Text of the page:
OK Service out of term time? - Check
The sooner that these unlimited tariffs disappear and people start paying per 1Mb they download the sooner these problems will go away. Data usage is rising almost exponentially and mobile phone tariffs are stagnant - that's the problem. The networks cannot just keep throwing Millions of pounds at this problem, it needs the customers to understand that streaming iplayer to their phone is not free but costs money.
As usual, it's the people who abuse the service who push up costs and push down quality for the rest of us.
I'm pretty certain that when I created an itunes account last year, it forced me to enter a valid credit/debit card before it would allow me to download anything.
Why should I need to give Apple my card details when I just want to download a free app?
the WTF? icon, as this doesn't appear to be one of an apple with a crossbow bolt through it...
1) Why are the mobile operators not charging the customers enough to cover the cost of operating their businesses?
They were, right up until the iphone came along and made all those web sites available to the man in the street. Youtube/google/iplayer/spotify/facebook etc right there on your handset whenever you needed it. Unfortunately the networks eager to drive up data usage, launched unlimited plans and got caught out by the massive explosion in data hungry services when the iphone lanuched. It's hard to believe now, but 5 years ago (pre iphone), mobile networks were desperate for customers to use their data networks.
Now they are in the position whereby they need to start charging customers for what was once free. This is going to hurt the first network to do this, so it's a brave decision for the networks to take.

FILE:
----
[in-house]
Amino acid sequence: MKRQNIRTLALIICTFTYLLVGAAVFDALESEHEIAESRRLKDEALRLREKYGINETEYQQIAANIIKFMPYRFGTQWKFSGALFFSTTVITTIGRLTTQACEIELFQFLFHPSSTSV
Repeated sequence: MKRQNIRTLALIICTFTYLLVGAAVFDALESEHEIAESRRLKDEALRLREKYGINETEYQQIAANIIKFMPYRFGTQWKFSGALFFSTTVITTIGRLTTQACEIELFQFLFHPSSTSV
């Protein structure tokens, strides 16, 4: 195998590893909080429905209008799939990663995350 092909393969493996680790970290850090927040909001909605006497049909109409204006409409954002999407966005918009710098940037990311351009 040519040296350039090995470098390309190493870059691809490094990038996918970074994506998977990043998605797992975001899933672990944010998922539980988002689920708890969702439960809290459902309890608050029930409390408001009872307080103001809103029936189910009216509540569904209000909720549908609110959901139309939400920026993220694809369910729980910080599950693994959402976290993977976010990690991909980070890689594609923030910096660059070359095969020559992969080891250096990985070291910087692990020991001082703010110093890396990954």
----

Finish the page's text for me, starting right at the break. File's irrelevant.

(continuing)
2) If the marketing departments are to blame as you say, is the answer really then charge *non-customers* to subsidize their bad business decisions?
If the networks don't charge somebody, then they will go out of business.
If they charge the customer for bandwidth, then the internet businesses will cry that their innovation is being stifled and the customers will revert to basic mobile internet usage (no youtube down the pub).
If the mobile operators charge the internet companies, then this will force them to either create more efficient internet applications OR start charging subscription costs themselves OR accept throttling by the mobile provider.
Unfortunately, customers have never had it so good, but that is going to have to change.
We havn't even started talking about how a single iphone application could through poor resource reservation cause a massive bottleneck on a mobile operators network....
Freetards have come out of their holes